The Walking Dead, Season 3

Finally, The Walking Dead is an AMC Show
Talking television.
Nov. 5 2012 12:32 PM

The Walking Dead, Season 3


What reviewers and commenters are saying about “Killer Within”

The Walking Dead.
Lori Grimes (Sarah Wayne Callies)

Gene Page/AMC.

Reviewers mourned — and celebrated — the loss of life in “Killer Within.”

Ben Schwartz of Rolling Stone saluted T-Dog: “You were a good guy even if they forgot to write dialogue for you for the first two seasons.” Jen Chaney of The Washington Post tabulated T-Dog’s thin story arc:

His trajectory on the show can succinctly be described like this: Fight with Merle so that Merle ends up chained to a roof (Season 1); after becoming light-headed due to an injury, deliver monologue that implies everyone around him may also be as racist as Merle (Season 2); kill a lot of zombies (all seasons); argue in favor of letting Axel and Oscar the prisoners join the group (Season 3).


Along with Slate V’s blogger/editor Jeffrey Bloomer in my chat with him yesterday, watchers bemoaned the show for replacing one quiet black guy, T-Dog, with another quiet black guy, Oscar. “I’m sure it’s fair (or unfair) to note that Oscar effectively has replaced T-Dog as the token black dude on the show, eh?” wrote Rondey Ho of the Atlanta Journal-Constitution. “Good episode,” wrote Slate commenter hedyus, “except for the blatant ‘kill the one black guy before another can be added’ move.”

If any survived his brutal death dry-eyed, few went on to survive Lori’s. "You'd have to be an emotional zombie not to choke up,” writes Kristi Turnquist of the Oregonian, noting that the “Killer Within” of the episode was not just Andrew, the prison inmate who lured the zombies inside, but also the baby. “What kind of person is Carl going to become? The brave boy Lori called him, or a dead-inside survivor?” Or worse, I wonder: a madman like the Governor? A zombie apocalypse version of Dexter Morgan?

It seems the only close contender for Saddest Scene Ever is the one following Lori’s death, in which Maggie and Carl exit the compound, Maggie bloodied and hysterical and clutching the baby and Carl dead-eyed, and Rick realizes what’s happened and starts bawling like a baby. “I never thought I'd throw in Walking Dead for any acting nominations, but I'd put this in Andrew Lincoln's Emmy reel,” wrote Shaunna Murphy of “Jesus. The outpouring of grief was — I know I keep using this word, but gut-wrenching.”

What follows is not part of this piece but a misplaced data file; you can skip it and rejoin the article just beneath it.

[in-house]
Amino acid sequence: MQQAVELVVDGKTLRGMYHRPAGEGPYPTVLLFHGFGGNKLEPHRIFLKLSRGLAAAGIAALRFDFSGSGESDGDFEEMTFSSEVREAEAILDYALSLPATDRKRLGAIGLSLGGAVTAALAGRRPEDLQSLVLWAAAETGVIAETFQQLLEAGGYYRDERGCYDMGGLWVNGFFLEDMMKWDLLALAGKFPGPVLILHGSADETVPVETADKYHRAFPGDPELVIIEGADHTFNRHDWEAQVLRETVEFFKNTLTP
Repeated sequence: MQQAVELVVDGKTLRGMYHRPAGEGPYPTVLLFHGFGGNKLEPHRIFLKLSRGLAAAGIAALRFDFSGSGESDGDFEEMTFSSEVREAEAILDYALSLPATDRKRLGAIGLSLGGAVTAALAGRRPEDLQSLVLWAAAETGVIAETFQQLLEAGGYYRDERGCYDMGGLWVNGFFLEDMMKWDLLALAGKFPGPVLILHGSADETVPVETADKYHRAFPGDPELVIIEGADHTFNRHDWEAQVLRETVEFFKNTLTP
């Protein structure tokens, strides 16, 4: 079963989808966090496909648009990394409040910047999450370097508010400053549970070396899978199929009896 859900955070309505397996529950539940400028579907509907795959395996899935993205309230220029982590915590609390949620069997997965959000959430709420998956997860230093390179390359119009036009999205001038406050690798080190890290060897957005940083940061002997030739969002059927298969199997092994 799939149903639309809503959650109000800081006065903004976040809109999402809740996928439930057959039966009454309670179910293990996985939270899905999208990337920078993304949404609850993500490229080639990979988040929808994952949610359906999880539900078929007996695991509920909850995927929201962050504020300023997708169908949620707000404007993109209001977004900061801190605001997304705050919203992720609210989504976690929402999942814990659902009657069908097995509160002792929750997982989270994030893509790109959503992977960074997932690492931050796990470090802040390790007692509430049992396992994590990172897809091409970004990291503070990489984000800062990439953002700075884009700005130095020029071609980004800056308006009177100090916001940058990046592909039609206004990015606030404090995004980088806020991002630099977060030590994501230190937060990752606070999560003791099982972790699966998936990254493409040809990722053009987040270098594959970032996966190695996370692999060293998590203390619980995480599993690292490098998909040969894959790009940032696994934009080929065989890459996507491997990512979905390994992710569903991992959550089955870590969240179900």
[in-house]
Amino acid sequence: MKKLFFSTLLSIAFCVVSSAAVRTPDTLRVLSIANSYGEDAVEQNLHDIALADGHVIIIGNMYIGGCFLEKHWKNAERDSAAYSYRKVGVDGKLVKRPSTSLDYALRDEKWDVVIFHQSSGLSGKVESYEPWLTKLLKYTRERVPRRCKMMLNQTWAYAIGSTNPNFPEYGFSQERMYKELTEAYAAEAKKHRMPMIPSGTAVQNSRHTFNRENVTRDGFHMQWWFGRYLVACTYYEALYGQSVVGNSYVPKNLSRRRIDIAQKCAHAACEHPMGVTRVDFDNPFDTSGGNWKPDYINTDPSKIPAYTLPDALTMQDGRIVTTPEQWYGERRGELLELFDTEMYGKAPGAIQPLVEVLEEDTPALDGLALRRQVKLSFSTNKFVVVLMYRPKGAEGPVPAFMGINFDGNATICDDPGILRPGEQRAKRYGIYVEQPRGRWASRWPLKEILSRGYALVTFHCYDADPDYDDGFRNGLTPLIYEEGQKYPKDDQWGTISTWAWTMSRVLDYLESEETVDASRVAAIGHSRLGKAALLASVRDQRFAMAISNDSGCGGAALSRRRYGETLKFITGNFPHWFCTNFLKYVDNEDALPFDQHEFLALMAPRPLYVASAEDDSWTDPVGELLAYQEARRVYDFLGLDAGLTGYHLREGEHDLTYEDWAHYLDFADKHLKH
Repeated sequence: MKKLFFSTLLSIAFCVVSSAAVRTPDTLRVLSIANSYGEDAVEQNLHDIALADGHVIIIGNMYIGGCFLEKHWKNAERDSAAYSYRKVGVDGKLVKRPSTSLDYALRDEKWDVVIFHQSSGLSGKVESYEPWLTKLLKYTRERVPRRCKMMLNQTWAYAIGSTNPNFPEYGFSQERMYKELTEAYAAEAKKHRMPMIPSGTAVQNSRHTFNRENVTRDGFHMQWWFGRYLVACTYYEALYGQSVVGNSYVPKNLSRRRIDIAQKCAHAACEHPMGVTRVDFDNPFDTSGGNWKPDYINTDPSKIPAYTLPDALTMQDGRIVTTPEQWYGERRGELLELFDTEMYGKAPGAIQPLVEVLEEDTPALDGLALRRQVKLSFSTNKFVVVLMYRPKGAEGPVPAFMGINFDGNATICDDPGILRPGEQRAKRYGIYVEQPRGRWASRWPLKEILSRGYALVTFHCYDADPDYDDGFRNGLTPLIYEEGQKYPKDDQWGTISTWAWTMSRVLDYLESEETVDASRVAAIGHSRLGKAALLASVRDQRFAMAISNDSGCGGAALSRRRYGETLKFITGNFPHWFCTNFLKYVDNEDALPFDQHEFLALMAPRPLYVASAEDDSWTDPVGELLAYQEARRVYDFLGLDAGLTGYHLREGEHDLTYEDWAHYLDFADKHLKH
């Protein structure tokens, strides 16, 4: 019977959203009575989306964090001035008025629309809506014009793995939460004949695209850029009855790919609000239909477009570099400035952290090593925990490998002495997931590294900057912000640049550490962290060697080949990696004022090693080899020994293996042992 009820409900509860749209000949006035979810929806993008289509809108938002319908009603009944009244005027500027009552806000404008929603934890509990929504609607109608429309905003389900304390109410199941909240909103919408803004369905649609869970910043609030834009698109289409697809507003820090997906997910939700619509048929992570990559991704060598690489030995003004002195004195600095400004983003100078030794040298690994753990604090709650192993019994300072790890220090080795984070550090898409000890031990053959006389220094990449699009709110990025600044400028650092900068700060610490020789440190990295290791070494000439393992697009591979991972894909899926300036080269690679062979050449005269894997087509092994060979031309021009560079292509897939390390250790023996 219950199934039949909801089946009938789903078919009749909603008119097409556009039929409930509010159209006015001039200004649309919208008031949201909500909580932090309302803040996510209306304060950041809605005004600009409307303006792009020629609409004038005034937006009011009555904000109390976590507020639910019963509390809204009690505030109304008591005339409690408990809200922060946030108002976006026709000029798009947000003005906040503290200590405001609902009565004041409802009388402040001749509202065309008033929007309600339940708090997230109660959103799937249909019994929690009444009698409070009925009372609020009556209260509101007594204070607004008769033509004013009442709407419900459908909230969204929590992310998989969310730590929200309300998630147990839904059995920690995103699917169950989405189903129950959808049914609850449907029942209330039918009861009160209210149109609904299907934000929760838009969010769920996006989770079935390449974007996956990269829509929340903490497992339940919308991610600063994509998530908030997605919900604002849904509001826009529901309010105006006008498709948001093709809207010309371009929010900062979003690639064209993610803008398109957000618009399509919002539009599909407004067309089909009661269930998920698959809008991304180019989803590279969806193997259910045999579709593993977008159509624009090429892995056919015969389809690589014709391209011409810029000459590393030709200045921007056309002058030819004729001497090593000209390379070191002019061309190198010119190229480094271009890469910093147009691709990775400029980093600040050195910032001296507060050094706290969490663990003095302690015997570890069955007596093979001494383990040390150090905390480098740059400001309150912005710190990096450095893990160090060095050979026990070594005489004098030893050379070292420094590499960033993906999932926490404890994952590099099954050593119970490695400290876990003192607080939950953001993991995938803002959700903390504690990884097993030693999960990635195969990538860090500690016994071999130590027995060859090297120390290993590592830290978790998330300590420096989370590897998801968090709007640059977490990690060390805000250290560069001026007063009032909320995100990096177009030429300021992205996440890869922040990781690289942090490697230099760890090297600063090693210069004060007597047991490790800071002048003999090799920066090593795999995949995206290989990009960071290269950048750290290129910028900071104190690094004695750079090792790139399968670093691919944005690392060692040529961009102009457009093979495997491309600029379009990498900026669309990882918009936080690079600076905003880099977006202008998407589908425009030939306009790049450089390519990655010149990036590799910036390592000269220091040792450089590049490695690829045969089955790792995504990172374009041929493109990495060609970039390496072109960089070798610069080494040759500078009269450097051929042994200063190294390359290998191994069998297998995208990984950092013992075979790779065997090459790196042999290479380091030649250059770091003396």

Reviewers and commenters have different takes on Carol’s fate. Like Eric Goldman at IGN, I initially thought the body that Rick finds in the corridor is Carol’s, considering he finds her headscarf nearby. In a second viewing, I notice that it’s the exact spot where T-Dog dies, and the same zombies are chewing on the corpse, so I’m fairly sure that Carol survived — although, to nit-pick, like Goldman does, Carol left the room with her headscarf on. “I have little doubt that Carol survived (but it could very well be another Sophia situation),” wrote Henry Hanks of CNN.

Whatever the case, people seem as satisfied as I am. “I do admire the shows willingness to kill off major characters. It's generally ‘die, minor character, die’ as we like to say in our house,” wrote Slate commenter It'sme,MaryAnn. Joel Rickenbach of Mania wrote that The Walking Dead can finally claim a place next to critically-acclaimed AMC series such as Breaking Bad and Mad Men:

Everyone knows if you want to get fed, go to The Walking Dead, but if you want deep characters and challenging narratives, go check out one of those other trophy-laden shows (Which, by the way, are both phenomenal). Well, tonight The Walking Dead raised its muddy, gore-flecked boot, and kicked down the metaphorical door. What happened tonight is as deep, harrowing and emotional as anything you have ever seen on television, and then some.

What’s in the future? From what I gleaned of the next episode’s promo, Rick spirals out of control, goes into the prison alone, and expresses his angst in a zombie-killing rampage. I guess he liked Lori after all.

Chris Kirk is Slate's interactives editor. Follow him on Twitter.


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